By Jonathan Webb
NINE months since it ran its last train, GWR Castle 4-6-0 No. 5043 Earl of Mount Edgcumbe on the ‘Christmas White Rose’ from Tyseley to York on December 16, Tyseley-based Vintage Trains has been granted an operating licence by the Office of Rail and Road, as reported in Headline News last issue.
The long delay in completing the process has meant that VT has not been able to launch the new TOC on its trademark ‘Shakespeare Express’ service as originally envisaged.
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Although this hiatus was frustrating, and had an undoubted impact on cash flow, the company is placing that all behind itself and looking to the future with a host of exciting proposals that will encompass not only steam, but heritage diesels and other TOCs.
Commercial director Ben Mason explained that for quite a while prior to the decision by West Coast Railways to stop crewing VT’s charters, Vintage Trains had been “quietly looking” at other companies to supply crews.
Therefore, it seems likely that West Coast would have seen a sharp reduction in demand from VT in the near future anyway. This exploring of options had been, Ben emphasised, underway quite a while before the Wootton Bassett SPAD on March 7, 2015, when a West Coast driver passed a red signal protecting the junction shortly after a Great Western HST had passed through.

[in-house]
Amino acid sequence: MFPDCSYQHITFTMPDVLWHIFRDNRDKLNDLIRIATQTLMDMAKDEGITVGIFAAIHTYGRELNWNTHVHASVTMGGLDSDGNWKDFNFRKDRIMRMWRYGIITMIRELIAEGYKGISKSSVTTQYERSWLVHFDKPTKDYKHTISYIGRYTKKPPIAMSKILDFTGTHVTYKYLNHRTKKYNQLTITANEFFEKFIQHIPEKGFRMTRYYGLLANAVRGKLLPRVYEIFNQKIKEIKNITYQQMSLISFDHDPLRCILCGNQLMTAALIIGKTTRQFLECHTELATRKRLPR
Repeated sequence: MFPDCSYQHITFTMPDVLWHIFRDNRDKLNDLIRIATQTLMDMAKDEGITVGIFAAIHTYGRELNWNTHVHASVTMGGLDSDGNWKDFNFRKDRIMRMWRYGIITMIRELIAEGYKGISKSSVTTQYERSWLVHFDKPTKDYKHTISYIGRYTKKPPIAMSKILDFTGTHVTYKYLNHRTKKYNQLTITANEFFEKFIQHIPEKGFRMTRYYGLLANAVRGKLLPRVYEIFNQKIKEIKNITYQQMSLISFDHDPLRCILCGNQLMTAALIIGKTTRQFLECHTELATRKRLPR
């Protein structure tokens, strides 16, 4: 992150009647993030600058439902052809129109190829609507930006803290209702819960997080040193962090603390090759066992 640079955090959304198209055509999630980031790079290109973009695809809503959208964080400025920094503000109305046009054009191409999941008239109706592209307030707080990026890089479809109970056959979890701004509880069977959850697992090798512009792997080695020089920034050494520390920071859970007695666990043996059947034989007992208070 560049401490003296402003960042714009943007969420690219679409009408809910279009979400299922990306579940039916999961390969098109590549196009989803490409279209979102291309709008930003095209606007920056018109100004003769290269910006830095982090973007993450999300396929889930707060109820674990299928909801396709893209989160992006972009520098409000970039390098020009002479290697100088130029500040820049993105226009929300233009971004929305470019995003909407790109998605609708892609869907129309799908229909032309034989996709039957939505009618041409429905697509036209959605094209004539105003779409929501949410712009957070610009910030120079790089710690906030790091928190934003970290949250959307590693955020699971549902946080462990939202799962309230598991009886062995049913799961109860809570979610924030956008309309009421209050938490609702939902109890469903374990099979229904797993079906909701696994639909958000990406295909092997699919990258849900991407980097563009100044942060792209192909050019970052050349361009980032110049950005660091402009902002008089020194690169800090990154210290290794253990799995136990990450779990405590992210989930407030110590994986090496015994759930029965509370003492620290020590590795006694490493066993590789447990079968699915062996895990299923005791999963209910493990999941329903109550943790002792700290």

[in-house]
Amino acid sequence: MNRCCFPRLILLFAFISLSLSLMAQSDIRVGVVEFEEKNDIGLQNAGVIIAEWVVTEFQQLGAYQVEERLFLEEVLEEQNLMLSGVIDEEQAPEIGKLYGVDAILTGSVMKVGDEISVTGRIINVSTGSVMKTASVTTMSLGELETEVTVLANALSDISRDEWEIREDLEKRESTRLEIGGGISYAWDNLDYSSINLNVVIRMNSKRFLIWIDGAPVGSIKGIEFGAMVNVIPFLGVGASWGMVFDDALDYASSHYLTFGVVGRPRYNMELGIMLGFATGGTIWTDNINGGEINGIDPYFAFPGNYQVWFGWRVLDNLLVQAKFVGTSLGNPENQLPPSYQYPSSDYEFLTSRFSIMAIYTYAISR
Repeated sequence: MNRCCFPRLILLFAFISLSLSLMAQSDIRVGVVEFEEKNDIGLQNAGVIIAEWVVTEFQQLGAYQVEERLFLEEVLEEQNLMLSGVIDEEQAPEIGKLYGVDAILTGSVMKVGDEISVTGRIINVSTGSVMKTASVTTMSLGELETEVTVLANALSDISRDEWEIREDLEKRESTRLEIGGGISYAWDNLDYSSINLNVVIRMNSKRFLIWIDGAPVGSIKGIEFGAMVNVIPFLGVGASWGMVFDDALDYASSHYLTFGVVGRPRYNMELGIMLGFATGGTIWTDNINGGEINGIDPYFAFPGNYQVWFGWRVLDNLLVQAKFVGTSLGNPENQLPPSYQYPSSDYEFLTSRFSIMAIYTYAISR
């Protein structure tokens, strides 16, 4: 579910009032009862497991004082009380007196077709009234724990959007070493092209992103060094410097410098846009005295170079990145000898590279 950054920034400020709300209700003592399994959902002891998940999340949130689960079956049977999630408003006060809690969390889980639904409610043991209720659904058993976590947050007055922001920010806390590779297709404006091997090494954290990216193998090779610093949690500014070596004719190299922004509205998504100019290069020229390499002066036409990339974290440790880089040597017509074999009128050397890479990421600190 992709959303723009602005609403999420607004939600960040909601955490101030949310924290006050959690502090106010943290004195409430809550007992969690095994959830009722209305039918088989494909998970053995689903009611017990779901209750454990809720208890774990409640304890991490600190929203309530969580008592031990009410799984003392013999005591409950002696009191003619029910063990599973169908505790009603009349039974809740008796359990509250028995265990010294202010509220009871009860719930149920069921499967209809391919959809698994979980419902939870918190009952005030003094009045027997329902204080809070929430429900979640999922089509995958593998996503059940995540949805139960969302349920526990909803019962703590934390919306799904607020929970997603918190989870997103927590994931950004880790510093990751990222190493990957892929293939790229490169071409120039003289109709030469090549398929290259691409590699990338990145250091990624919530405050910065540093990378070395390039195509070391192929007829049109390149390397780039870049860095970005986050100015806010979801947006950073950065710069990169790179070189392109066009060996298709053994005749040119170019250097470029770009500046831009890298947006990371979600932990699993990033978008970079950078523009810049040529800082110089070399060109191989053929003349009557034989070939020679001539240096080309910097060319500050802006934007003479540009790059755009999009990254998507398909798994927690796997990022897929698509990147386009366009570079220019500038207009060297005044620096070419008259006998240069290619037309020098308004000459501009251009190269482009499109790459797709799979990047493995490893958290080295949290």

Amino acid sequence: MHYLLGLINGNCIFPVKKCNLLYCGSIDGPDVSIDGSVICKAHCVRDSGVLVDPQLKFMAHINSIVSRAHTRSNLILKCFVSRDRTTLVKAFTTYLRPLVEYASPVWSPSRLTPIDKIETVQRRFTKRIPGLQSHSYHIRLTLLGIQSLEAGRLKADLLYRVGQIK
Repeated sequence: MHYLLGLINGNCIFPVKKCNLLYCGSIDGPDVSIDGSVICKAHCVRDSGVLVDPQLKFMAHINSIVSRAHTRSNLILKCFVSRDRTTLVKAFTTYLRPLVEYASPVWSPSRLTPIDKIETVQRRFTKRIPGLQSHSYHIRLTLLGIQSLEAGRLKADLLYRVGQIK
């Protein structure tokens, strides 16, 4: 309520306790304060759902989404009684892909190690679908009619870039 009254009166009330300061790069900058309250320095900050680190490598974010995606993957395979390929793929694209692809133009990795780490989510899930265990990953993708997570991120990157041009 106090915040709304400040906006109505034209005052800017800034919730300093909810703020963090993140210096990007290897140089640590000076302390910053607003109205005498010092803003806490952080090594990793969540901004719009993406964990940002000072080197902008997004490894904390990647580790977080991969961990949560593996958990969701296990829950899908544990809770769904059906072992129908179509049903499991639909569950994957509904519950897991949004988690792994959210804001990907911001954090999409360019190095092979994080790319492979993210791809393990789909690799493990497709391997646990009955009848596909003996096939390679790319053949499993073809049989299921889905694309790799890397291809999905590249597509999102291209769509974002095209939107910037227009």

The main drive behind looking for alternative suppliers was a report by VT trustees that identified the biggest weakness in the business case was an over-reliance on one supplier.
Surprisingly, due to its lack of vacuum brake locomotives, DB Cargo said that it had no objection in principle to operating charters on behalf of VT, but was concerned regarding what would happen in the rare case of a failure occurring and the train needing rescuing by a vacuum-braked locomotive.
With the relatively local ‘Shakespeare Express’ this would be a much lesser problem, as VT would just need to conduct a fitness-to-run examination on Class 47 No. 47773 (formerly No. 47541 The Queen Mother) and make it ready, so that all that was required was for a driver to “push the button” and run to the stricken train.
Read more in Issue 247 of HR – on sale now!
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